>>>    >>> significant challenge is to make sure that operations that
>>>    MIGHT use the
>>>    >>> same data structures are actually performed on the same node,
>>>    so that
>>>    >>> threading would be put to use.
>>>    >>>
>>>    >>>
>>>    >>> So, what Dave said applies very well to threading, too: "you
>>>    still need
>>>    >>> to know what you're doing and how to decompose your
>>>    application to use
>>>    >>> it."
>>>    >>>
>>>    >>>
>>>    >>> Doing concurrency right is hard. Doing message passing right
>>>    is hard.
>>>    >>> Functional (persistent data structure) languages are hard,
>>>    too. Good
>>>    >>> thing we're all such awesome geniuses, bursting with
>>>    experience and a
>>>    >>> desire to learn.
>>>    >>>
>>>    >>>
>>>    >>> -Tal
>>>    >>>
>>>    >>>
>>>    >>> On 07/23/2011 01:40 PM, David Beazley wrote:
>>>    >>>
>>>    >>>>> "high performance just create multi processes that message" very
>>>    >>>>> rarely have
>>>    >>>>> I heard IPC and high performance in the same sentence.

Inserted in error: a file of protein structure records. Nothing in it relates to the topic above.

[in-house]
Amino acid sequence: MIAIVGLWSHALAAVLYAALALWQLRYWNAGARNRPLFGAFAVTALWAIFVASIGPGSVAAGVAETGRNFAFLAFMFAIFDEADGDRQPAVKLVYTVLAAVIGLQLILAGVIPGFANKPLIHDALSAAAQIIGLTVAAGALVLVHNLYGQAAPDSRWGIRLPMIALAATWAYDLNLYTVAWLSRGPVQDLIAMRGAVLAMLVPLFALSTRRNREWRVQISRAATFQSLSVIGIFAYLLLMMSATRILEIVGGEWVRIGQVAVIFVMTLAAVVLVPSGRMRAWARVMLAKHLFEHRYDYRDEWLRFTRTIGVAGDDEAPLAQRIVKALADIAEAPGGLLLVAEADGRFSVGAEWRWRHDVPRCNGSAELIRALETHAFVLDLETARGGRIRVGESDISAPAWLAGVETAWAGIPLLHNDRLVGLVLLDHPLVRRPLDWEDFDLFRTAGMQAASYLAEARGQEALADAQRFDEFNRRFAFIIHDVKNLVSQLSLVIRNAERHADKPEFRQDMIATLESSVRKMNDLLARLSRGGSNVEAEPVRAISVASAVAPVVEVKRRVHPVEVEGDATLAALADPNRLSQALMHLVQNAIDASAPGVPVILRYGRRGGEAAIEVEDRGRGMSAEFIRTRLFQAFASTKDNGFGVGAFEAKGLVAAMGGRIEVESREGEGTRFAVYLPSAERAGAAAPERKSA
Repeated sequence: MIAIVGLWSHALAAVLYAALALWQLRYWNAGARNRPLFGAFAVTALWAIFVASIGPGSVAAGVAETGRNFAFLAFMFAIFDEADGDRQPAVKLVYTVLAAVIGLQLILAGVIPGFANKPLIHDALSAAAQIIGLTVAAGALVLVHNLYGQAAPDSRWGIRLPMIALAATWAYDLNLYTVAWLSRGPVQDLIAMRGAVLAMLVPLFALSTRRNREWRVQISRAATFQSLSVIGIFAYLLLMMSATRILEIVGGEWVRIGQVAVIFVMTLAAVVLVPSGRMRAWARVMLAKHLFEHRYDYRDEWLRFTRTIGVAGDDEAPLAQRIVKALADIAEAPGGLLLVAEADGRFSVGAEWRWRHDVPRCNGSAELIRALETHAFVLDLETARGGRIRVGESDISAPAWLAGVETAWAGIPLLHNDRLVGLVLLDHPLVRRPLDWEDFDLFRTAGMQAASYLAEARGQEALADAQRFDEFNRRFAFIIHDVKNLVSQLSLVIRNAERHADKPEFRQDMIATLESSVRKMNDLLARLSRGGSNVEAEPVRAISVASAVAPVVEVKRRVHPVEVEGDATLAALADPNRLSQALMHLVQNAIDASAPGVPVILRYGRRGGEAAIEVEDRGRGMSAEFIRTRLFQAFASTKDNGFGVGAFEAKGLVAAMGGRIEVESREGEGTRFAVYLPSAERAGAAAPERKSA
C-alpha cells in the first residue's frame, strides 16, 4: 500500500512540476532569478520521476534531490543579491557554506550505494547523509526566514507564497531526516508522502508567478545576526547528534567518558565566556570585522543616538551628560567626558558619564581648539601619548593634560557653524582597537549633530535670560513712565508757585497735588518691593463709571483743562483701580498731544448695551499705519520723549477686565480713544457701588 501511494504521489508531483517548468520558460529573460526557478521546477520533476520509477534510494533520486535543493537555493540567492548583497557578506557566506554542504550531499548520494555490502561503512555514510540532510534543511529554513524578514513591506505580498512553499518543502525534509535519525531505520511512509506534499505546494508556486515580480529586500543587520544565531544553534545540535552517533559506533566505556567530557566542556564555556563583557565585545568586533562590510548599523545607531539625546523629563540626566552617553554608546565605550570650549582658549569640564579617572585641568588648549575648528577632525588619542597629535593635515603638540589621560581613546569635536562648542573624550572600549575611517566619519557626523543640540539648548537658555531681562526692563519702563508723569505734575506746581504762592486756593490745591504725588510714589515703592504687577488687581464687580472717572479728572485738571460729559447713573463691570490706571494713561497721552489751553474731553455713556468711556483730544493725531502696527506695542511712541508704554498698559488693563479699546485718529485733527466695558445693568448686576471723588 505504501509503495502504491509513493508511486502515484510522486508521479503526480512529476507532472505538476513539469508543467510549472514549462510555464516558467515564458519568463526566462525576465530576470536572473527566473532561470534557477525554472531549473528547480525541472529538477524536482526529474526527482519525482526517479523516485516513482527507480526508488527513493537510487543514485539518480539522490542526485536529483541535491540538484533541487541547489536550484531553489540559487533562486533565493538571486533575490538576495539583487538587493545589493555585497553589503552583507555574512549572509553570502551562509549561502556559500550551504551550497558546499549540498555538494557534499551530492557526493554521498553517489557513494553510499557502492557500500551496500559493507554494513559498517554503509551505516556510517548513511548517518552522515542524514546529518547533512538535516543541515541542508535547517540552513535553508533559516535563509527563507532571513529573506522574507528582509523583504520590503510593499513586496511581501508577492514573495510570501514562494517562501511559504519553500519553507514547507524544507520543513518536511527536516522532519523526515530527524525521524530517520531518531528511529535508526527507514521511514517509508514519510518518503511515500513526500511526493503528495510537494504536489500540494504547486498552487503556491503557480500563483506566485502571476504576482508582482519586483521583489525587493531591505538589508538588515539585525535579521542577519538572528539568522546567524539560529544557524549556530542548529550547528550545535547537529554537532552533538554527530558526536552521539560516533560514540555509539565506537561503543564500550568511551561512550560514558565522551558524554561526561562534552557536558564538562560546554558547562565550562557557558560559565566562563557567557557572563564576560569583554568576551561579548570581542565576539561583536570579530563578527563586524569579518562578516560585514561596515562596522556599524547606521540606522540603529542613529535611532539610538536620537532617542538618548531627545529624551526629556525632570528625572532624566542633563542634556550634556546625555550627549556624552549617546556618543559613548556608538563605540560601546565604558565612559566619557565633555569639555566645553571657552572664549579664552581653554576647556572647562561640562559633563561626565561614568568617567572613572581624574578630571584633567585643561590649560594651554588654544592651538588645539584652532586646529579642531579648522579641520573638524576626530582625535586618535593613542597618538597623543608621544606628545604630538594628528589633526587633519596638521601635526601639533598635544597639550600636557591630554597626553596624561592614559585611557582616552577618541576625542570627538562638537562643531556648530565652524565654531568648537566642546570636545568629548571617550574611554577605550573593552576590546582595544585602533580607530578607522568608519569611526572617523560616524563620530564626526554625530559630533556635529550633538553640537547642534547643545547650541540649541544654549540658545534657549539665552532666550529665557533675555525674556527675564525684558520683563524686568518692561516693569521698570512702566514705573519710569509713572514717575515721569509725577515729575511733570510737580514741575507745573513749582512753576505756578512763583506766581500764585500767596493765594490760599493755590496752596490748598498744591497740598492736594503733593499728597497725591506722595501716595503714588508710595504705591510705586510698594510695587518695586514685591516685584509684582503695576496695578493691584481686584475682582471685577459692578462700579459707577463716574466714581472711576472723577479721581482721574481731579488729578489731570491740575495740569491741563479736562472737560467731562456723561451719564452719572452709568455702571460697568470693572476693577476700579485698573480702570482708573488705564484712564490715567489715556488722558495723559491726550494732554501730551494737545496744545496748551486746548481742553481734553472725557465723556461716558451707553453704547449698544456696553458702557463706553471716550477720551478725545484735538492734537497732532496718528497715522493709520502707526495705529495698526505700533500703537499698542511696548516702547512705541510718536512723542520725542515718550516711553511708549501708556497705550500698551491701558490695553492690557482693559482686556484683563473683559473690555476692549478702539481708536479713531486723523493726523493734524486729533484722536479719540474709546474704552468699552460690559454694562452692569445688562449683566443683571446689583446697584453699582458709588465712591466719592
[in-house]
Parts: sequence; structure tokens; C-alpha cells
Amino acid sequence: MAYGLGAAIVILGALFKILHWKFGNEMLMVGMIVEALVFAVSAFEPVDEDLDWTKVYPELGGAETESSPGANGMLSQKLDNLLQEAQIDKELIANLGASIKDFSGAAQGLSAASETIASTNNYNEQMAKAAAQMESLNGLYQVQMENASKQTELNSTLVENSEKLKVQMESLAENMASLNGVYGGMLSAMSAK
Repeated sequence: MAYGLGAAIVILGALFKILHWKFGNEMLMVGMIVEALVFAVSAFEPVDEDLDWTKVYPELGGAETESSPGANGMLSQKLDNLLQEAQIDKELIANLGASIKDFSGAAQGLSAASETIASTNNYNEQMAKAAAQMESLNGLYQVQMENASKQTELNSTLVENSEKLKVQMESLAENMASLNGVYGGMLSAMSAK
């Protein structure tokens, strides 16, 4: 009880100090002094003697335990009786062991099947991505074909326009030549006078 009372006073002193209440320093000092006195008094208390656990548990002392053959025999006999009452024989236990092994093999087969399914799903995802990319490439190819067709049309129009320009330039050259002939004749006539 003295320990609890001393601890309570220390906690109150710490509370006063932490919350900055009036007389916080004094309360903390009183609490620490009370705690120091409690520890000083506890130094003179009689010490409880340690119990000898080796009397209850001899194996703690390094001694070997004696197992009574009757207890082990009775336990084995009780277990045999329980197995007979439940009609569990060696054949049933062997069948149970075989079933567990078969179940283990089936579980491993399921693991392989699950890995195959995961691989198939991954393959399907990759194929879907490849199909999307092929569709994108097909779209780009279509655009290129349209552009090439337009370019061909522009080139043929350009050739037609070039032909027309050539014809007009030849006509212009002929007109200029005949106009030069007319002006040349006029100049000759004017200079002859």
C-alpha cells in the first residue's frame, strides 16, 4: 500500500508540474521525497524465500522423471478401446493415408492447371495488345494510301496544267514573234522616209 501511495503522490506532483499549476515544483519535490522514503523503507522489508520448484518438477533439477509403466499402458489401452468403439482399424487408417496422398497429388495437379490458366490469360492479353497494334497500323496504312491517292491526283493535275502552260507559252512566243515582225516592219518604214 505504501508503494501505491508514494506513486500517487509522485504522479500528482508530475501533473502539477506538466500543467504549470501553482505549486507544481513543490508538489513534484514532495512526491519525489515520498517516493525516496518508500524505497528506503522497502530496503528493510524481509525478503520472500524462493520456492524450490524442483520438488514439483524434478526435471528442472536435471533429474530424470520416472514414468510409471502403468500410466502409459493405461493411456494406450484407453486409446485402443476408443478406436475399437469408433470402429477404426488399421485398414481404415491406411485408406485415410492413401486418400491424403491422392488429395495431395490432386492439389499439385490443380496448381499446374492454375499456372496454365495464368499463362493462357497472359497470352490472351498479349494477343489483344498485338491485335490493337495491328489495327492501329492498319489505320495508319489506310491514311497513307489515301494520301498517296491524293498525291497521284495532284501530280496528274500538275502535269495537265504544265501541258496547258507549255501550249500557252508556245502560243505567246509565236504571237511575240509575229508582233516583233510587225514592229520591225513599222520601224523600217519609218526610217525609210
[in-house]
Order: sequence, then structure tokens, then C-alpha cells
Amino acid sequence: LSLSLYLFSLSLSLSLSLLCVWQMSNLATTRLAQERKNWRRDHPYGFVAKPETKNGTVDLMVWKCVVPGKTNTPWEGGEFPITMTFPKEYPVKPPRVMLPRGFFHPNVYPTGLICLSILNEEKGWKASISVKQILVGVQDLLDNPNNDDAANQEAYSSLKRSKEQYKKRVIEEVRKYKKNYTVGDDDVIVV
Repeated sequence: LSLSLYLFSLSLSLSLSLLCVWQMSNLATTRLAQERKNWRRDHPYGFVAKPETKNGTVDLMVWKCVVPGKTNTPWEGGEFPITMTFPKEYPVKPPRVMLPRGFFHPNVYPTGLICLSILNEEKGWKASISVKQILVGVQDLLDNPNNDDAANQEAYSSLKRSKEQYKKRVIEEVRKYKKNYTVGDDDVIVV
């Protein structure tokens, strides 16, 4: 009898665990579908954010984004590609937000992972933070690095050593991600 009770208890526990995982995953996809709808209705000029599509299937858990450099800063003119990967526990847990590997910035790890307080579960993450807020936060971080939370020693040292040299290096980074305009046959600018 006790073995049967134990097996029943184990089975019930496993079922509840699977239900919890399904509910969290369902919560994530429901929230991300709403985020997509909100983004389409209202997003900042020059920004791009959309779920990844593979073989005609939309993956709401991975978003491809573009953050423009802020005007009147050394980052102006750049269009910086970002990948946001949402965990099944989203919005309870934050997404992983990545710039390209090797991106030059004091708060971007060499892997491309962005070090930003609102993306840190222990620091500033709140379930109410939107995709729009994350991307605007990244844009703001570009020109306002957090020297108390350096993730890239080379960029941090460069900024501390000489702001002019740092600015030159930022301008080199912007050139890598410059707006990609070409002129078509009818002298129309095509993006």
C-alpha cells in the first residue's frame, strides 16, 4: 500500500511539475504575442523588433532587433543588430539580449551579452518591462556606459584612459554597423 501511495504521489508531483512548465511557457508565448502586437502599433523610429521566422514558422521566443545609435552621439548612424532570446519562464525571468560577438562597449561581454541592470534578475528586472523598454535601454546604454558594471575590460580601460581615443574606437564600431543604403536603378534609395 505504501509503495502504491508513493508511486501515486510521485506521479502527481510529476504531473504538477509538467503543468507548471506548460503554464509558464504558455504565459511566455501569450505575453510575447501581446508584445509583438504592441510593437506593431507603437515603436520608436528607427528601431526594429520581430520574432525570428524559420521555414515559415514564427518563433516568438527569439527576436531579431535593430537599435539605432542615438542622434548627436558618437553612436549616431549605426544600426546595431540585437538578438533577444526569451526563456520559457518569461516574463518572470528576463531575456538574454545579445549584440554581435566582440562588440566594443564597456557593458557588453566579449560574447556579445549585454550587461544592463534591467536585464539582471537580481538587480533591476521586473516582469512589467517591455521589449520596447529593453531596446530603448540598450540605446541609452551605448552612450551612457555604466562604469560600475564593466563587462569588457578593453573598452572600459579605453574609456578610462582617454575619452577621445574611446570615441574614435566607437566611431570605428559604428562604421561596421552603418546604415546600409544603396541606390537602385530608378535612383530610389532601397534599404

>>>    >>>>>
>>>    >>>>> Alex
>>>    >>>>>
>>>    >>>> Your youth and inexperience is the only reason would make a
>>>    statement
>>>    >>>> that ignorant. Go hang out with some people doing Python and
>>>    >>>> supercomputing for awhile and report back---you will find
>>>    that almost
>>>    >>>> significant application is based on message passing (e.g.,
>>>    MPI). This
>>>    >>>> is because message passing has proven itself to be about the
>>>    only sane
>>>    >>>> way of scaling applications up to run across thousands to tens of
>>>    >>>> thousands of CPU cores.
>>>    >>>>
>>>    >>>> I speak from some experience as I was writing such software
>>>    for large
>>>    >>>> Crays, Connection Machines, and other systems when I first
>>>    discovered
>>>    >>>> Python back in 1996. As early as 1995, our group had done
>>>    performance
>>>    >>>> experiments comparing threads vs. message passing on some
>>>    >>>> multiprocessor SMP systems and found that threads just didn't
>>>    scale or
>>>    >>>> perform as well as message passing even on machines with as
>>>    few as 4
>>>    >>>> CPUs. This was all highly optimized C code for numerics (i.e., no
>>>    >>>> Python or GIL).
>>>    >>>>
>>>    >>>> That said, in order to code with message passing, you still
>>>    need to
>>>    >>>> know what you're doing and how to decompose your application
>>>    to use it.
>>>    >>>>
>>>    >>>> Cheers,
>>>    >>>> Dave
>>>    >>>>
>>>    >>>>
>>>    >>>>
>>>    >>>>
>>>    >>>>